The intensive care unit, for a different model, is an arena of close quarters, burdened and liberated both by technological life-support machinery, and this is a situation where the volume of the sound stream can seep through the glass windows and down the hall.

For these reasons, the harp winds up being remarkably perfect, because the sound is always dissolving. Without any intention to defame the beauty of a particular family of instruments, does it make sense to you that a trumpet, trombone, oboe, bassoon or French horn however perfect in symphony hall would exceed the delicate parameters needed here?

A final practical reason is physiological and therapeutic: the music-thanatologist leans on the uses of many warm, low, resonant tones in the delivery of prescriptive music for the care of the dying. This has to do with the relief of pain and/or suffering.

There are many beautiful instruments, but few meet the criteria listed here, with the exception of a particular harp. There are ultimately many additional subtle contexts about the harp, and those are theological, mystical, psychological and more. They are explored in my publications.

It goes without saying that harp literature is beautiful, and we must become more beautiful, inwardly, to carry its voice. Some people say that the sound of the harp is heavenly, but it always depends on the literature being played and the musician who is playing, for there is much exciting, wonderful, avant-garde literature that is highly stimulating, earthy, and demanding, and it is also possible on our worst days to give correct notes but leave listeners unmoved. So beauty with a capital B (Beauty) is elusive; we work for her; she is one of the great Transcendentals. In the end, it seems that our patients and concert listeners both deserve nothing less.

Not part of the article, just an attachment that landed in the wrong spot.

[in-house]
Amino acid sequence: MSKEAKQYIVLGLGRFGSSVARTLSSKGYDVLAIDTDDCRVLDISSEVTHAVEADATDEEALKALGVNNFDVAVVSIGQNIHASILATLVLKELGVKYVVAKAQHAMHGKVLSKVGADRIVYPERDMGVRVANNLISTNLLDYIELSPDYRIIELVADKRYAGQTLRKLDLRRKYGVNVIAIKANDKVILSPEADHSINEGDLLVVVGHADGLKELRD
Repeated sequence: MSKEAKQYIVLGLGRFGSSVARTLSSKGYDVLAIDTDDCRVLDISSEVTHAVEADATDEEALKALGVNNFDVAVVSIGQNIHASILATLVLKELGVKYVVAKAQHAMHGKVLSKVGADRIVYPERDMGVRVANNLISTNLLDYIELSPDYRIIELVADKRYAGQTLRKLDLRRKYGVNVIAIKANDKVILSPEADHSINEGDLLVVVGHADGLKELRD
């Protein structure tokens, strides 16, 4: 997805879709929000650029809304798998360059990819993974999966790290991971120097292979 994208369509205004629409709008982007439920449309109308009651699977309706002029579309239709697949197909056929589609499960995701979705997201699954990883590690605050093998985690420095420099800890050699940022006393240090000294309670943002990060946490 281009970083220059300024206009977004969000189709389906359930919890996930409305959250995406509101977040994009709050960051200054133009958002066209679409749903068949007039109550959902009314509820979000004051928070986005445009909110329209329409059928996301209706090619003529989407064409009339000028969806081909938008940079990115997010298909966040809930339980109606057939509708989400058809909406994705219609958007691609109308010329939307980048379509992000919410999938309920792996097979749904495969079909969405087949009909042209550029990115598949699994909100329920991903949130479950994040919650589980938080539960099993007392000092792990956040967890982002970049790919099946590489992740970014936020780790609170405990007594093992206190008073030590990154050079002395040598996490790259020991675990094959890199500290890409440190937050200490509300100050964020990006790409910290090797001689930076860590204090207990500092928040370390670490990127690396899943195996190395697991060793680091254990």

By way of conclusion: Harps are not standardized; there are many different kinds and sizes of professional concert quality harps. The size, design, tension and substance of the strings depend upon the repertoire the artist is carrying (i.e., medieval, Renaissance, Baroque, classical, symphonic, opera, 20th century, chamber music, art song, folk music, wire-strung, gut strung, nylon strung, etc).

The instruments we have been recommending for many years for the clinical work are some of the most stable instruments in the industry. We look for instruments with soundboards that do not have a history of cracking, implosion or explosion. We look for luthiers whose work demonstrates great consistency and confidence, beauty of tone and more. Great luthiers who guarantee their work sign and number their instruments inside the body of the harp and along with the stringing charts provide papers for original buyers, not unlike the pink slip of a car purchase and registration.

Our recommendations over the years of course have changed as various makers retired and companies inevitably changed or changed hands. Therese Schroeder-Sheker and Chalice clinical colleagues and performing artists happily recommend the beautiful harps made by Dusty Strings in Seattle, Washington.

© Therese Schroeder-Sheker, all rights reserved. Excerpted and updated from previous publications 2000, 2005, and Chalice website pages 2005 – 2013, and elaborated upon in forthcoming Angelico Press Luminous Wound series.

Last updated January 2022